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After Pimsleur, what?

Esto es una discusión · 4 respuestas
jazzman:
I have been through the Pimsleur Spanish Audio CDs, and I heartily recommend them. They make learning Spanish almost effortless no textbooks, no tables of verb conjugations, periodic review built in to the course, excellent pronunciation but, alas, when you have finished, you still are not fluent.
What I need is a continuation of the Pimsleur approach, an audio course that will include the verb tenses not covered by Pimsleur and continue to increase vocabulary. Basically, I guess I like to listen and repeat, but I don't like to study.
Any suggestions would be appreciated.
jazzmaz
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Zvi Aranoff:
The Destinos series: Video + book + tapes + workbook Search on ebay for best deals
THE BEST learning tool around!
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Jackson:
[nq:1]I have been through the Pimsleur Spanish Audio CDs, and I heartily recommend them. They make learning Spanish almost effortless no ... I guess I like to listen and repeat, but I don't like to study. Any suggestions would be appreciated. jazzmaz[/nq]
If you are serious about studying Spanish go to:
http://members.cox.net/jackdins/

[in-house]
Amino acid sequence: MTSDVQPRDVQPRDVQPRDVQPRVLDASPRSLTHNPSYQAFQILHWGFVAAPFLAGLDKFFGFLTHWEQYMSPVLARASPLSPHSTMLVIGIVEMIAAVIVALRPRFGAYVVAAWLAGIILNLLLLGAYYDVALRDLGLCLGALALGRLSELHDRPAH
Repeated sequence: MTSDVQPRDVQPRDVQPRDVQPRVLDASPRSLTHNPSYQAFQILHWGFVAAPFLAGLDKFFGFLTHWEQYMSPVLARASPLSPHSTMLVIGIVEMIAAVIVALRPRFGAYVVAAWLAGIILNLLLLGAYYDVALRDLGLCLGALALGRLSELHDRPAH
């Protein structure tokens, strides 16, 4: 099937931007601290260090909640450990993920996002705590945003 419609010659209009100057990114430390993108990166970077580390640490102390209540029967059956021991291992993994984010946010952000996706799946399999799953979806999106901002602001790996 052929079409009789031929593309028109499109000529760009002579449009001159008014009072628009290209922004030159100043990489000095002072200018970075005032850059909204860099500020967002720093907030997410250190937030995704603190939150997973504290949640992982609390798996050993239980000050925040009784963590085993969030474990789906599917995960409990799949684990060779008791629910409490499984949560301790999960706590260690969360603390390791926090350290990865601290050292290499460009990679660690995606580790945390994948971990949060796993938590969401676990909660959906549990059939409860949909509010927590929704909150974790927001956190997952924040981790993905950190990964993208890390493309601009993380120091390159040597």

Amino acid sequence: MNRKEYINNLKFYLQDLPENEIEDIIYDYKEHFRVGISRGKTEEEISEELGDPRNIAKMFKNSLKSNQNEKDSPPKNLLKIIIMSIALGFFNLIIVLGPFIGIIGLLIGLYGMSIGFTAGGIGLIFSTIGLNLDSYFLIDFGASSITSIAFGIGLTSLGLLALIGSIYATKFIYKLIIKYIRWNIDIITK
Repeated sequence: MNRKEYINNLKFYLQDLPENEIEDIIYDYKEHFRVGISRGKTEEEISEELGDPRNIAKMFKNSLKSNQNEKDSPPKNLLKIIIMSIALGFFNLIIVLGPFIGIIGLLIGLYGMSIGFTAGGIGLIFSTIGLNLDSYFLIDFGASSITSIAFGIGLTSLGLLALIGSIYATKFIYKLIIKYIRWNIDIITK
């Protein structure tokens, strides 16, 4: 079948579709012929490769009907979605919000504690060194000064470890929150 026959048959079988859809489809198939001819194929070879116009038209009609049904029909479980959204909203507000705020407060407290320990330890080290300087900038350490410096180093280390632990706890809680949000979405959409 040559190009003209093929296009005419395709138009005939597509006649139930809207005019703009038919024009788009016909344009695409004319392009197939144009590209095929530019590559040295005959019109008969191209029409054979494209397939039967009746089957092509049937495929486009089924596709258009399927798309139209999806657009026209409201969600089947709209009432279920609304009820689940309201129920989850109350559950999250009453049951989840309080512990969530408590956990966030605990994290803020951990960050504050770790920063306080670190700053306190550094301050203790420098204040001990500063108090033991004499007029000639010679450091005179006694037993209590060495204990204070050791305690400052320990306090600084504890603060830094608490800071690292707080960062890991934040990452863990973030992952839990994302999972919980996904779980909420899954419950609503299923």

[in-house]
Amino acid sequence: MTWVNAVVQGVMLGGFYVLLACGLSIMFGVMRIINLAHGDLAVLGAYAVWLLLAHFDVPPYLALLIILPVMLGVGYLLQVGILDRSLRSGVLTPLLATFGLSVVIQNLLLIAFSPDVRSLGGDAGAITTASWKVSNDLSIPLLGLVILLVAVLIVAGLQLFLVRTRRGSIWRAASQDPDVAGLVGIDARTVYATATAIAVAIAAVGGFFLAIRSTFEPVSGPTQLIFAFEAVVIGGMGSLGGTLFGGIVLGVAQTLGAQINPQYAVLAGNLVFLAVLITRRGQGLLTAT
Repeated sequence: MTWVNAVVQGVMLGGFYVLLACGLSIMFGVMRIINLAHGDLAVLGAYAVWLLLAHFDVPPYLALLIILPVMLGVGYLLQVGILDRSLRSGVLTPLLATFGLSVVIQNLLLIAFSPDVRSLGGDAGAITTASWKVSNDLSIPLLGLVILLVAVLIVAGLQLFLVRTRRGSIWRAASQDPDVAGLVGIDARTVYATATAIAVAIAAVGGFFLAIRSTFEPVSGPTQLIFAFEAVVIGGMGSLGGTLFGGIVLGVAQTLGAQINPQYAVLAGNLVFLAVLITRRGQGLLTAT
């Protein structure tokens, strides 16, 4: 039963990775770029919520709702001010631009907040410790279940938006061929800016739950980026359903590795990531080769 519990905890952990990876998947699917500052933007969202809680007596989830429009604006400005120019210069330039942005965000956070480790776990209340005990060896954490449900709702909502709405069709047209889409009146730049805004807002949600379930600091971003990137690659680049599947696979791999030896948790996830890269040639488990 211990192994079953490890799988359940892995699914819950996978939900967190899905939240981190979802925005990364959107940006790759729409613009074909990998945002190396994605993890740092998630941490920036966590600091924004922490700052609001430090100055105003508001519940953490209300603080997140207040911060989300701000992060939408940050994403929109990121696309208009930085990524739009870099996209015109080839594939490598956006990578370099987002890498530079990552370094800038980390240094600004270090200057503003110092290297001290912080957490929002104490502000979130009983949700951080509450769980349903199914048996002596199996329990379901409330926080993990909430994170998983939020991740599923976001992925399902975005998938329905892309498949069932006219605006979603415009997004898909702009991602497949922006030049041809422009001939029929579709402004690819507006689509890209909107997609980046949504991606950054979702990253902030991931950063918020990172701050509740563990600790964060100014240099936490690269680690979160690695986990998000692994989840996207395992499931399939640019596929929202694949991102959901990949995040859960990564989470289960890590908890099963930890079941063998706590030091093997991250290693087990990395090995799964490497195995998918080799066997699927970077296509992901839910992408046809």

and download a copy of Vocabulous. It will help you increase your Spanish vocabulary. It runs on Windows 98 and up.
Read Condorito daily at . It also has links to other comics in American Spanish.
If you like Dilbert this page offers it in Spanish. It has excellent translations; it is not easy to translate irony and sarcasm:

This link has Garfield, Baldo, Calvin and Hobbs, Cathy, Foxtrot and several others in Spanish:

Good luck

Jack from Taxacola (formerly Pensacola), Florida
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L Covey:
Travel to a Spanish-speaking country(-ies)
LC
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RV:
[nq:1]I have been through the Pimsleur Spanish Audio CDs, and I heartily recommend them. Any suggestions would be appreciated. jazzmaz[/nq]
Do you do the Pimsleur 4 program? I think it has about 8 CD's, and it may have been originally developed for use inside Simon & Schuster. I've heard mixed reviews about that 4th program set, so I've wondered whether it was worth it.
Also, if you get cable, subscribe to the Spanish package and watch at least an hour of programming a day. I know it's cheap-jack Spanish immersion, but at least it's something. Most useful to me have been CNN en español and MTV español. I love to listen to Daniel Viotto, the CNN anchor, even though my comprehension is deficient. Just to hear the sounds of the language is helpful, and it can help you appreciate how jarring an American accent can be. For instance, George Pataki, the governor of New York, appears to be fluent in Spanish, but his accent while speaking it is downright criminal.
Race
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